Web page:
- The Washington Times - Wednesday, January 12, 2000

It was "a message to those who seek to benefit from the risky endeavor of genetically engineering the food supply," according to the group calling itself Seeds of Resistance. The "message?" They hacked down a half-acre plot of corn one dark August night with machetes.
The crop's offense? The University of Maine-owned Rogers Farm was determining whether a new strain of corn would be protected from herbicides that would kill surrounding weeds. This would reduce the need for herbicide use, saving farmers money and reducing chemical runoff into water supplies. To have these advantages, it had a specially chosen gene from another plant inserted into it.
For that, the corn had to die.
So far this year, vandals have struck 14 crop sites in the United States, spanning the country from Maine to Minnesota to California. And however one feels about biotech crops or biotech in general, the attacks tell us much about biotech opponents.
The American vandals directly acknowledge the inspiration from overseas, especially the U.K., where wrecking crop plots that offend one's sensibilities is commonplace. "Many thanks to our comrades in other countries for the inspiration to join them," declared a communique from Reclaim the Seeds, one of the more U.S. active crop-busting groups.
In Europe, anywhere between 150-200 experimental biotech fields and forests have been damaged or destroyed. On this side of the Atlantic, the crop-busters are just getting started but are making up for lost time in a spectacular fashion. "There was only one [attack] that I know of in the U.S. in 1998," according to Jeffrey Tufenkian, spokesman for an anti-biotech American group that tracks crop wrecking, Genetix Alert of San Diego.
And it isn't just fields and forests under attack.
On the last day of September, two groups wrecked various crops but also disabled an irrigation system and vandalized three greenhouses. Earlier in the month, the Bolt Weevils whacked a Minnesota biotech corn crop and further damaged company vehicles and sheds.
Nor do the plans stop even there. "Crops, research facilities and corporate offices are all sources of this technological threat and should be targeted," say the Weevils. "If corporations, governments and universities have any relationship to biotechnology, they are targets."
Crime against property is serious. But the euphemisms and rationalizations these self-styled "garden guerrillas" employ are beyond ludicrous. Trespassing on public property to rip up crops is "peaceful direct action." The field isn't destroyed, it's "decontaminated." The science of gene transfer is called "pollution."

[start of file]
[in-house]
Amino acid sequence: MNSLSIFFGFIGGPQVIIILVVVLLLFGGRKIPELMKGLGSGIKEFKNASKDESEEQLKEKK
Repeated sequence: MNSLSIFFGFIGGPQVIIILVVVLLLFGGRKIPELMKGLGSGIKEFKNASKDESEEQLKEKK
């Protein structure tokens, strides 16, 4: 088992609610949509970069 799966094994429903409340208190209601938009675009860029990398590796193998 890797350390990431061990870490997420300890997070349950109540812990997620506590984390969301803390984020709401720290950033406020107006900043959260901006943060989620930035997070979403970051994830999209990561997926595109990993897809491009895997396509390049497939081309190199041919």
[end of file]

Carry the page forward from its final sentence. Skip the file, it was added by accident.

Greenpeace's U.K. executive director, Lord Peter Melchett, who was arrested for personally "decontaminating" crops, even claims it "is not lawlessness." Really? Trespass and vandalism are legal in Britain?
In this instance yes, says Lord Melchett, because "we act within strong moral boundaries." Thus the criminality of an act can be negated by the actor's opinion. If you feel morally justified in "peacefully decontaminating" your spouse via "direct action" with a shotgun, your actions are "not lawlessness."
Crop-busters also make claims of heroic acts of sacrifice. "We are risking jail and injury, as well as sacrificing time, energy and sleep," declaim the Reclaimers. Time, energy and sleep?
Such statements reveal the mindset of bullies who strike by night and slip away, then convince themselves and others they are bold warriors who aren't just above the law; they make it.
The U.S. crop vandalization group Future Farmers has declared, "The people have the right and the responsibility to fight back." "The people," of course, is as defined by these Future Fascists.
After Reclaim the Seeds ripped up a sugar beet field at the University of California at Davis, it proclaimed "these acts as self-defensive measures on behalf of all beings." (Emphasis added). So now they even speak for birds, bees and bacteria.
But what's the real motive here?
After crunching a corn crop, the Reclaimers cried: "Modern agri-business and genetic mutilation is a capitalist machine that must be dismantled," and its vandalism "is a direct action that destroys corporate power and authority."
Thus bioengineering of food and trees has become representative of every evil any corporation has perpetrated (or, shall we say, everything corporations have done that members of these groups don't like). Therefore attacking biotech is just another way of attacking capitalism and technology.
How many environmentalist groups have decried this vandalism? Only three I've been able to find, and then just mildly. The vast majority have kept mum.
Still, there's a silver lining to this dark cloud hanging over North American science and consumers. To use the groups' own analogy, history shows that terrorism is a desperation tactic of guerrillas who have abandoned hope of winning the "hearts and minds" of the people.
The eco-terrorists know that just around the corner is the second wave of biotech foods, in which not just farmers and the environment will benefit but consumers as well. They know pressure could build in the Third World for crops to relieve terrible malnutrition problems that lead to crippling, blindness and early death. When that happens (or in biotech-bashers' thinking, if it's allowed to), they know that in the ensuing war of ideas and choice they cannot win.

Michael Fumento is a senior fellow at the Hudson Institute who specializes in science and health issues.

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